Opened 9 years ago

Closed 9 years ago

#3058 closed defect (fixed)

picksplit method for column 1 of index "nd_geometry_idx" failed

Reported by: strk Owned by: strk
Priority: medium Milestone: PostGIS 2.0.7
Component: postgis Version: 2.0.x
Keywords: Cc:


Spotted during ND index testing:

DEBUG:  switched to buffered GiST build; level step = 1, pagesPerBuffer = 305
DEBUG:  picksplit method for column 1 of index "tweets_g_idx" failed
HINT:  The index is not optimal. To optimize it, contact a developer, or try to use the column as the second one in the CREATE INDEX command.

Sounds like a bug, is it ?

Index is being created on a table with 35,128,772 4D points and extent (we need an ND box type to output this…):

--  X: ~ -18e6 to 18e6
--  Y: ~  0 to  1.5e6
--  Z: ~  0 to  100                
--  M  ~  2 to  315e6

Change History (12)

comment:1 by strk, 9 years ago

Reading the PostgreSQL code, that message is printed when the picksplit method puts 0 elements on either sides of the split.

comment:3 by strk, 9 years ago

It may be related an unexpected timing I'm getting with a test query over a 35 millions rows table where 4 different filters, each selecting under 10 rows from the set, all take less than 15ms but one that takes ~650ms. Sounds like the possible effect of an unbalanced tree, doesn't it ?

comment:4 by strk, 9 years ago

I've added more detail to the PostgreSQL log:

DEBUG:  picksplit method for column 1 of index "tweets_g_nd" failed (141 elems on right, none on the other side)

comment:5 by strk, 9 years ago

The message is always the same (141 elems all going on the right side), GiST gets 4 levels deep

comment:6 by pramsey, 9 years ago

I'd check and see if that condition is being caused at our end (we're sending back a split w/ 0 on one side) or their side (when we fall back to them, they split and end up w/ a 0 entry split)

comment:7 by strk, 9 years ago

For the record, the warning was spotted in 2.1.5 too: #3065

comment:8 by strk, 9 years ago

I believe it is _us_ setting 0 entries in one side:

DEBUG:  switched to buffered GiST build; level step = 1, pagesPerBuffer = 305
NOTICE:  YYY below:2, above:0
NOTICE:  XXX FOR d:2, below:0, above:141
ERROR:  XXX direction:2, below: 0, above: 141, posmax:141

The gserialized_gist_picksplit_badratios does not return TRUE for such configuration (maybe because it only does so if _all_ of the dimensions have that problem?). But then when looking for the plan giving us the most "even ratio" the code looks suspicious, really only checking for the max number of items in any of the two sides. Evidently 141 happens to be the biggest number, and that plane is picked, which has 0 on the other side:

  ** Now, what splitting plane gives us the most even ratio of                  
  ** entries in our child pages? Since each split region has been apportioned entries
  ** against the same number of total entries, the axis that has the smallest maximum
  ** number of entries in its regions is the most evenly distributed.           
  ** TODO: what if the distributions are equal in two or more axes?             
  for ( d = 0; d < ndims_pageunion; d++ )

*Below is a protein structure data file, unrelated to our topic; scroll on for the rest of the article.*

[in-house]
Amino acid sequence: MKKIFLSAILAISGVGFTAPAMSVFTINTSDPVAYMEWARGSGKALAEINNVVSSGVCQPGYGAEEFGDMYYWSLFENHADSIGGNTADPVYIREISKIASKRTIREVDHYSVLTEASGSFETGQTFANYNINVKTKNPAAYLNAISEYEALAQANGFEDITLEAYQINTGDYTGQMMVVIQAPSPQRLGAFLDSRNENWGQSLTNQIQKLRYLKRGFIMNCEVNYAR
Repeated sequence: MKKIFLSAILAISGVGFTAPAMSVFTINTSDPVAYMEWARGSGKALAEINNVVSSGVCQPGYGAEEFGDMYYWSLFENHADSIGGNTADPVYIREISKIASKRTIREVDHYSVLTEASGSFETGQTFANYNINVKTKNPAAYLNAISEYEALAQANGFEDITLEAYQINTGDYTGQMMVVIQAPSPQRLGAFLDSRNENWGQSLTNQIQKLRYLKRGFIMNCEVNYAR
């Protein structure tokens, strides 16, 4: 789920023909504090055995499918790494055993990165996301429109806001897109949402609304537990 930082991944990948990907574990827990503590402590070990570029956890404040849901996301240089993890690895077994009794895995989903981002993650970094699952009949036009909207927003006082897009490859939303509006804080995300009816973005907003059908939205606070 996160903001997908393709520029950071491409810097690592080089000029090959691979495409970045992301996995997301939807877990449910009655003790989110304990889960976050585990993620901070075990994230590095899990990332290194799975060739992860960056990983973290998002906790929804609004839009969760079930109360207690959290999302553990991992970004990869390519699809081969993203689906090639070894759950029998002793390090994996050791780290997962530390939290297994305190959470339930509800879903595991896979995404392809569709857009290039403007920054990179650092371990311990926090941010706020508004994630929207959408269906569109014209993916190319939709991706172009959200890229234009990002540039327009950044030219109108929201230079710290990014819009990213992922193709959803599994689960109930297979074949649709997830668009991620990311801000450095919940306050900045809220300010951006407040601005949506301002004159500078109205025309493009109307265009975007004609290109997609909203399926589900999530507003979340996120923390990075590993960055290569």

int posd = Max(pos[ABOVE(d)],pos[BELOW(d)]);                                
    if ( posd > posmax )                                                        
      direction = d;                                                            
      posmax = posd;                                                            
    if ( pos[BELOW(d)] == 0 || pos[ABOVE(d)] == 0 )                             
      lwnotice("XXX FOR d:%d, below:%d, above:%d", d, pos[BELOW(d)], pos[ABOVE(d)]);

Should the difference between ABOVE and BELOW be considered instead, and the _minimum_ difference be taken as the best split ?

comment:9 by strk, 9 years ago

I confirm looking for the _minimum_ among the dimensional-maxes ( posd < posmax ) fixes the issue. The result in my case seems to be also producing a slightly smaller index, but other than that I'm not sure how to compare the efficiency of it.

comment:10 by strk, 9 years ago

Actually, I could also test performance as I have the old index built and could compare with the old and with the new.

Same queries are run against the same data, in one case the old index is used (removing the new) and in the other case the new index is used (removing the old). Indexes removal happens in a transaction which is rolled back afterwards, so nothing is lost. Plans have been checked to all use an index scan.

Runs with old index:

 Total runtime: 18.324 ms
 Total runtime: 16.792 ms
 Total runtime: 635.775 ms
 Total runtime: 11.026 ms
 Total runtime: 15.693 ms

Runs with new index:

 Total runtime: 16.001 ms
 Total runtime: 31.227 ms
 Total runtime: 192.585 ms
 Total runtime: 11.787 ms
 Total runtime: 26.770 ms

comment:11 by strk, 9 years ago

Milestone: PostGIS 2.0.7
Owner: changed from pramsey to strk
Status: newassigned
Version: trunk2.0.x

Besides, the fix makes the code match the comment, which is a good sign. r13294 in trunk (2.2.0), r13295 in 2.1 branch (2.1.6), r13296 in 2.0 branch (2.0.7)

comment:12 by strk, 9 years ago

Resolution: fixed
Status: assignedclosed
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